Cumulative Examination of Short Courses

Cumulative examination may consist of a written examination, long essay, or oral examination, as determined by the course of study.

For standard written exams, a student must select three of not less than ten essay prompts. Questions may include gobbets or photographic evidence with prompts to elicit commentary. Online proctoring techniques are at the discretion of the faculty.

For standard examination by long essay, not more than 50% may be material taken verbatim from weekly tutorial essays. The topic of the essay must be agreed in advance with the tutor. The scope of the essay topic must be aligned with the textual materials already available to the student. Examination essays are expected to be of a higher standard than tutorial essays, and must be well-structured, well-crafted, and contain extensive and appropriate citations to the primary and secondary literature of the course.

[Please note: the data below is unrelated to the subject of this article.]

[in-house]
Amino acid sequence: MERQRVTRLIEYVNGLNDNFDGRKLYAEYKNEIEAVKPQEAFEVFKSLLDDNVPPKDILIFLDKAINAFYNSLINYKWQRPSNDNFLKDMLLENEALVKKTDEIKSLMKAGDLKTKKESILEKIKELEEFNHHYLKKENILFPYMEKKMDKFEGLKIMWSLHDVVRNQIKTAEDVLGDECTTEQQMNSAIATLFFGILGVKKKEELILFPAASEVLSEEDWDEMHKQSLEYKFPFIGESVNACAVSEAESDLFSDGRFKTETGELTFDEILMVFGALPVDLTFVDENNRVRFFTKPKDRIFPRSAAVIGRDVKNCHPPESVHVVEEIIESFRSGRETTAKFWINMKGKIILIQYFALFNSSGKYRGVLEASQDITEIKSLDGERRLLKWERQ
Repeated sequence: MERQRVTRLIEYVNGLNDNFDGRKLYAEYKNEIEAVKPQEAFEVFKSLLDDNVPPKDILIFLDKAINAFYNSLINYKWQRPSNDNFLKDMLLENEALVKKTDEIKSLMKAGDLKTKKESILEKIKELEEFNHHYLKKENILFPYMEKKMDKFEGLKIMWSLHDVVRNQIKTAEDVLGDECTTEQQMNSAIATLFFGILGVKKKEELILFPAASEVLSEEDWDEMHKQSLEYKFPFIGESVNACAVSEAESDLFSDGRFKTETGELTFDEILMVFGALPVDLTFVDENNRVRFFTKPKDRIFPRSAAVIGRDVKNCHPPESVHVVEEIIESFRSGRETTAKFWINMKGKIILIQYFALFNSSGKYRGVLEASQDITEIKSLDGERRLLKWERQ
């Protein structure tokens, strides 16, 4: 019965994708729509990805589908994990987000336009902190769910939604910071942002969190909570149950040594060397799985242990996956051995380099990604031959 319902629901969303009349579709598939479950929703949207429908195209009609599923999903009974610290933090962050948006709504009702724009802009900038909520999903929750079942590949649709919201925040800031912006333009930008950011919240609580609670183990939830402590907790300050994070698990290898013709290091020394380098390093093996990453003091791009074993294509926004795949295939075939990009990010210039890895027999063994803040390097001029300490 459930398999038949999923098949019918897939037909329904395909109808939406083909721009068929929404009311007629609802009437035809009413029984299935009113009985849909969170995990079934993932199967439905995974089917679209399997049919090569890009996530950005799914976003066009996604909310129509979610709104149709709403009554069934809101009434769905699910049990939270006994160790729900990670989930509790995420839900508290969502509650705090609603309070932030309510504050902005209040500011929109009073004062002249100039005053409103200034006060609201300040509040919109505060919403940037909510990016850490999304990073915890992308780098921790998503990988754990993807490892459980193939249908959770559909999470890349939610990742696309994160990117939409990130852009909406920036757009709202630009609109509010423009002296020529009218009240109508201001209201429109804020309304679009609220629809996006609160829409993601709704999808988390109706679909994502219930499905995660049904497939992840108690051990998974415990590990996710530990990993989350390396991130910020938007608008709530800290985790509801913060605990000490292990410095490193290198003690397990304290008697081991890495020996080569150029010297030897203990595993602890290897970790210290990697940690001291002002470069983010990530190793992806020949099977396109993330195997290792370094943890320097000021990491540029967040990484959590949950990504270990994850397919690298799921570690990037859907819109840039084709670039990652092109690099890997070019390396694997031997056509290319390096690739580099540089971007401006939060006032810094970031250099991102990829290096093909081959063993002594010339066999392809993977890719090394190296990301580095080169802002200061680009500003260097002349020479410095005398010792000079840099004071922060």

For oral examinations, a student must field questions about a long essay or dissertation in order to demonstrate mastery of the subject matter. Oral examinations must conducted by a faculty member other than the immediate teacher or supervisor that has overseen the student’s submitted essay. Oral examinations act to shift the established mark of a long essay or dissertation, according to the viva voce examination template in this handbook.

Examination of a dissertation will in all cases be marked both by the tutor and by another faculty member of Woolf. Their marks will be averaged, but any spread greater than five points that cannot be immediately resolved by the two markers will trigger a review by a third faculty member for final decision. Dissertation will in all cases be examined by viva voce, and the examiner will be a faculty member different than the supervisor.